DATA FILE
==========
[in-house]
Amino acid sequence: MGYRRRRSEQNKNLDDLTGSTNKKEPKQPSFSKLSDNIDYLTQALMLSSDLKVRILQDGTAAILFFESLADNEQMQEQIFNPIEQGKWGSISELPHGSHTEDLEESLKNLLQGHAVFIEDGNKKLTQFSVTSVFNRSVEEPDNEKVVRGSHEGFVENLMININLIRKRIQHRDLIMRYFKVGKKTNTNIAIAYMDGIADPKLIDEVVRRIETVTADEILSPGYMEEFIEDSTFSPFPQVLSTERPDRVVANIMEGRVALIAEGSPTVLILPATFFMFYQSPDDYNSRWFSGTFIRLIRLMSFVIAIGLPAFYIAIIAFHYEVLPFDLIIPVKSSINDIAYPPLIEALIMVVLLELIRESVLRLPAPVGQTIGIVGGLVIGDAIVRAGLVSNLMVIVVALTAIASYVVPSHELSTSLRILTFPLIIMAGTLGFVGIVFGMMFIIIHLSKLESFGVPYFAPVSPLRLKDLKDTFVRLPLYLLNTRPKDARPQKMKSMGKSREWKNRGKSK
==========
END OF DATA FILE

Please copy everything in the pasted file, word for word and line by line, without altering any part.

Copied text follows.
[in-house]
Amino acid sequence: MGYRRRRSEQNKNLDDLTGSTNKKEPKQPSFSKLSDNIDYLTQALMLSSDLKVRILQDGTAAILFFESLADNEQMQEQIFNPIEQGKWGSISELPHGSHTEDLEESLKNLLQGHAVFIEDGNKKLTQFSVTSVFNRSVEEPDNEKVVRGSHEGFVENLMININLIRKRIQHRDLIMRYFKVGKKTNTNIAIAYMDGIADPKLIDEVVRRIETVTADEILSPGYMEEFIEDSTFSPFPQVLSTERPDRVVANIMEGRVALIAEGSPTVLILPATFFMFYQSPDDYNSRWFSGTFIRLIRLMSFVIAIGLPAFYIAIIAFHYEVLPFDLIIPVKSSINDIAYPPLIEALIMVVLLELIRESVLRLPAPVGQTIGIVGGLVIGDAIVRAGLVSNLMVIVVALTAIASYVVPSHELSTSLRILTFPLIIMAGTLGFVGIVFGMMFIIIHLSKLESFGVPYFAPVSPLRLKDLKDTFVRLPLYLLNTRPKDARPQKMKSMGKSREWKNRGKSK